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Study: More Than One In 10 Over 65 May Have Alzheimer’s

May 3, 1995

CHICAGO (AP) _ A girl born last year who survives to an average life expectancy will have a one in six chance of developing Alzheimer’s disease, and a boy a one in 16 chance, according to a new study.

The survey of 1,601 elderly people in Boston also supports an earlier estimate that more than one in 10 people over age 65 have Alzheimer’s.

By age 90, according to the work published in Tuesday’s Journal of the American Medical Association, one in two people will develop Alzheimer’s.

``You can see what happens with the incidence of Alzheimer’s as we get older,″ said Dr. Denis A. Evans, one of the study’s authors and co-director of Rush Alzheimer’s Disease Center at Rush-Presbyterian-St. Luke’s Medical Center.

``Our oldest age groups are our fastest growing age groups,″ Evans said. ``Unless we do something about it, we’re going to have an even more severe problem on our hands in a few years.″

The study followed a group of people 65 and older who were initially found to be free of Alzheimer’s disease, which robs people of their memories and their ability to function.

After about four years, the participants were re-evaluated, some with interviews and memory tests, others more extensively with neurological exams and psychiatric evaluations.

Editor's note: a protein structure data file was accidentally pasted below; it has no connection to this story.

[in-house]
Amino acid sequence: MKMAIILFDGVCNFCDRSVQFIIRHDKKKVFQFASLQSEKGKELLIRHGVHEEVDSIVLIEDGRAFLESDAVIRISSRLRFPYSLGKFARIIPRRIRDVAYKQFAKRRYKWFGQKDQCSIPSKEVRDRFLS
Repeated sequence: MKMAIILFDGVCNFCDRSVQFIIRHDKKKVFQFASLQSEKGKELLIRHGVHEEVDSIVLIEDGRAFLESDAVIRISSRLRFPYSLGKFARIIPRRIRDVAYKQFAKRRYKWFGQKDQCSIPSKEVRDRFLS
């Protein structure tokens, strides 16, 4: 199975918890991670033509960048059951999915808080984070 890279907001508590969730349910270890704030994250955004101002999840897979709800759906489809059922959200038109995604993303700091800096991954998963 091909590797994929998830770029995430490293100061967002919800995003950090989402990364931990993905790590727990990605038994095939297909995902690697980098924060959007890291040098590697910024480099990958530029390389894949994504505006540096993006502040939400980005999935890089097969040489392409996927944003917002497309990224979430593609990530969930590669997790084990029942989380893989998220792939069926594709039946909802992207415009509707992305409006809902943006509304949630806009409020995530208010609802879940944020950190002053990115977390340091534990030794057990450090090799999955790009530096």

From those tests, the study’s authors determined that 4.7 percent of the population will develop Alzheimer’s by age 70, 18.2 percent by 80, and 49.6 percent by 90.

The study did not examine if women have a greater tendency towards Alzheimer’s, but women on average live longer. The average life expectancy for children born last year is 79 for girls and 72 for boys, according to the study.

A 1989 study that examined 3,623 people over 65 in Boston found that 10.3 percent of them had ``probable″ Alzheimer’s disease.

That study, which was led by Evans, prompted the National Institute on Aging to revise its estimate of how many people in the United States suffer from Alzheimer’s from 2.5 million to 4 million.

``A lot of people have questioned those figures as being too high,″ said Dr. Creighton Phelps, director of the institute’s Alzheimer’s Disease Centers Program. But he said the new study, which uses different methodology, confirms the 1989 figure.

Edward Truschke, president of the Alzheimer’s Association, said the study should cause Congress to think twice about cutting funds for Medicare, Medicaid and medical research.

``We face a major health care crisis if we don’t do something now to stop or delay the onset of Alzheimer’s,″ he said.

Also in Tuesday’s issue of the Journal of the American Medical Association was a study on the driving skills of 13 people with mild cases of Alzheimer’s.

Compared to several control groups, they drove more slowly through a road test, had a lower mean drive score and committed more errors in the complex stages of the course.

The study called for regularly evaluating the driving skills of Alzheimer’s patients but not revoking driver’s licenses based on a medical diagnosis alone.

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